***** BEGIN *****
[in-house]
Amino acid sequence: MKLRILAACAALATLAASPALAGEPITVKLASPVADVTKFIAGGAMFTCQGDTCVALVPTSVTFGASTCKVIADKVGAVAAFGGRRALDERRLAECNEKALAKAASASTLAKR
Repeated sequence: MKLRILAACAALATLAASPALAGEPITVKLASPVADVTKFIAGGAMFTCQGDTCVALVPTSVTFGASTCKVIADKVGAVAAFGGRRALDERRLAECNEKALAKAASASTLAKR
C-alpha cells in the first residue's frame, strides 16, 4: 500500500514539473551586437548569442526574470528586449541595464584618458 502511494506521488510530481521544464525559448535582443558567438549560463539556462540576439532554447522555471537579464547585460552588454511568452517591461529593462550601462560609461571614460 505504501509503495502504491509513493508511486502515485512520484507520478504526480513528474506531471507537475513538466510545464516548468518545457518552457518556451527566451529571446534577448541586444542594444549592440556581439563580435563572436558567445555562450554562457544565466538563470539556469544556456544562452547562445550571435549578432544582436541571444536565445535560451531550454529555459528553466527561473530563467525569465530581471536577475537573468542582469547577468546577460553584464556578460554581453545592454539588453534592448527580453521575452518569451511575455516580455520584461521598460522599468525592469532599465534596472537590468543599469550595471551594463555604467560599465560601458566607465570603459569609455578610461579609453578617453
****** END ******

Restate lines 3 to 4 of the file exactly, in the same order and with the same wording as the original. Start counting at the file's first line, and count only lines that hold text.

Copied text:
Repeated sequence: MKLRILAACAALATLAASPALAGEPITVKLASPVADVTKFIAGGAMFTCQGDTCVALVPTSVTFGASTCKVIADKVGAVAAFGGRRALDERRLAECNEKALAKAASASTLAKR
C-alpha cells in the first residue's frame, strides 16, 4: 500500500514539473551586437548569442526574470528586449541595464584618458 502511494506521488510530481521544464525559448535582443558567438549560463539556462540576439532554447522555471537579464547585460552588454511568452517591461529593462550601462560609461571614460 505504501509503495502504491509513493508511486502515485512520484507520478504526480513528474506531471507537475513538466510545464516548468518545457518552457518556451527566451529571446534577448541586444542594444549592440556581439563580435563572436558567445555562450554562457544565466538563470539556469544556456544562452547562445550571435549578432544582436541571444536565445535560451531550454529555459528553466527561473530563467525569465530581471536577475537573468542582469547577468546577460553584464556578460554581453545592454539588453534592448527580453521575452518569451511575455516580455520584461521598460522599468525592469532599465534596472537590468543599469550595471551594463555604467560599465560601458566607465570603459569609455578610461579609453578617453